When I was a kid, I was easily amused by clever advertisements, whether it was selling shaving cream or Whip 'n' Chill.
We could tell you that Brylcreem's " little dab will do ya" worked wonders for your hair. The "plop, plop, fizz, fizz, oh what a relief it is" meant we could calm our upset stomachs with a bubbling glass of Alka Seltzer.
As I got older I came to appreciate the store ads in our newspaper. I later learned that those glamorous drawings of ladies in stylish coats or lavish evening wear were the handiwork of local artists who often drew the artwork while a copywriter would prepare the words to promote the products.
Recently I had the opportunity to peruse some old newspapers here in the office. The ads jumped off the pages at me. Hornes of Wheeling and The Hub had some of the most beautiful ads that would make any fashionista pull out her charge cards and head to the stores.
L.S. Good and Co. enticed shoppers with their ads as well. Their handbag and jewelry departments were top quality and a gift from L.S.Good's was, well, very good. They also had the talking Santa box in their window on Market Street that called people out by name as they passed by the store. Can you remember the first time someone took you on the escalator there or at Stone and Thomas? It was scary and exhilarating at the same time.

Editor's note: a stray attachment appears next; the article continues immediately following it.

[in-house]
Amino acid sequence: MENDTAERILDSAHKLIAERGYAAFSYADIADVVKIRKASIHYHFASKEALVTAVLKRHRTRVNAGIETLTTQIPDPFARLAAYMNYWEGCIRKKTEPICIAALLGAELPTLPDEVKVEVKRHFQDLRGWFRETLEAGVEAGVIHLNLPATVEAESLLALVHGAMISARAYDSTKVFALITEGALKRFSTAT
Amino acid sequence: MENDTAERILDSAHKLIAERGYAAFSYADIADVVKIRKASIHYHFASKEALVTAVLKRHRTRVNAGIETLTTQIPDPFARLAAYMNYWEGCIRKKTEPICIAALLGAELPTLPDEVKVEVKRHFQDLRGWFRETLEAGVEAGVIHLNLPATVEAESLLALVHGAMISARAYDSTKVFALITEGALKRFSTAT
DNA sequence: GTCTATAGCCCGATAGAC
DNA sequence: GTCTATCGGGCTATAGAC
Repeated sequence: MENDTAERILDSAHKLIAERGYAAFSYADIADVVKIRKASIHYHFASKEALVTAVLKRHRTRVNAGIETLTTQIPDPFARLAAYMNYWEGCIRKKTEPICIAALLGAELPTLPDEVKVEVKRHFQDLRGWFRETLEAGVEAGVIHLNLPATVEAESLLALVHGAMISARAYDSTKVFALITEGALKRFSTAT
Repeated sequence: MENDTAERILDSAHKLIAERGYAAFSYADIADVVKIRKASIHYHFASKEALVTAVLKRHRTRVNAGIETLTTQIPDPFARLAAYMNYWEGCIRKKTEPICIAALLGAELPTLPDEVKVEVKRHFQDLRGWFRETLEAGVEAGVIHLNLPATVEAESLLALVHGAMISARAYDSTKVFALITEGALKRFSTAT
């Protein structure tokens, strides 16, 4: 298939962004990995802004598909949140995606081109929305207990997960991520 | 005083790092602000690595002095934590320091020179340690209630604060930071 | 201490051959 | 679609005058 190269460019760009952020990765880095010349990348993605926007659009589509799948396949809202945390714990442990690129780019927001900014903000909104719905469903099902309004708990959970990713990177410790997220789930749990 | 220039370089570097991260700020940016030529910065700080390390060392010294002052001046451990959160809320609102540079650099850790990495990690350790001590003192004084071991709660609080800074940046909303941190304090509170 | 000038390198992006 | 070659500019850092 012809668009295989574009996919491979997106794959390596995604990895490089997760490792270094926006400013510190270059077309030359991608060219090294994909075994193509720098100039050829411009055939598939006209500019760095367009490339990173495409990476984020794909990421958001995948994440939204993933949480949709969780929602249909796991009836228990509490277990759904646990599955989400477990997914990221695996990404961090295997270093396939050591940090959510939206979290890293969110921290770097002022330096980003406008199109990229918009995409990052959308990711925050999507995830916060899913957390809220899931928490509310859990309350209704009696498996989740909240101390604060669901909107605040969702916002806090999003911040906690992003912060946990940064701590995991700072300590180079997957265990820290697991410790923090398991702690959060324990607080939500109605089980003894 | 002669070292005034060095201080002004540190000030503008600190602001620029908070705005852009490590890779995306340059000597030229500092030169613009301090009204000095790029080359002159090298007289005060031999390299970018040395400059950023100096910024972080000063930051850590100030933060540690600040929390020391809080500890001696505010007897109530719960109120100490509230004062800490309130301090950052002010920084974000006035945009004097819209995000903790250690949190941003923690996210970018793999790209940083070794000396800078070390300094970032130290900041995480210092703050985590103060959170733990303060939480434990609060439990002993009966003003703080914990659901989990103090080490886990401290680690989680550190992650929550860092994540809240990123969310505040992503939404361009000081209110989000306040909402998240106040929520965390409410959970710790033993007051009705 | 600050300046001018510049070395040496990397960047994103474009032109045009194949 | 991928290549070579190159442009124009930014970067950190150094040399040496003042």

What really caught my eye while perusing the old newspaper ads were the prices. No wonder my parents could feed us three squares a day. Food prices were pretty reasonable and there were many grocery stores including the mom and pop corner stores that all competed for our dollars.
Competition was definitely a good thing.
Clothing, bedding, furniture and even toys were within reach of the average working family. Wages and prices appeared to exist on a parallel plane in the '50 and '60s. I believe things started creeping out of kilter in the 1970s and it's been difficult to catch up ever since.
Yet when the Thanksgiving Day newspaper lands at my door on Thursday morning, I will take it apart and relish each advertisement leading to Black Friday. While I am not one to head out to shop in the pre-dawn hours, it's kind of fun to hear the shopping stories of those who braved the crowds, parking woes and long lines.
I'm just thankful that I live in a country that offers us so many choices whether we are looking for a new coat or a baby doll. And when I'm bowing my head in prayer next week, I will be grateful for that and so many other things we, as a country, have weathered this year.
I will remind myself that the United States established the Thanksgiving holiday not just to sell more turkeys, but to make us stop and reflect on the positives if even for just one day, with or without shopping.
Heather Ziegler can be reached via email at ziegler@ theintelligencer.net.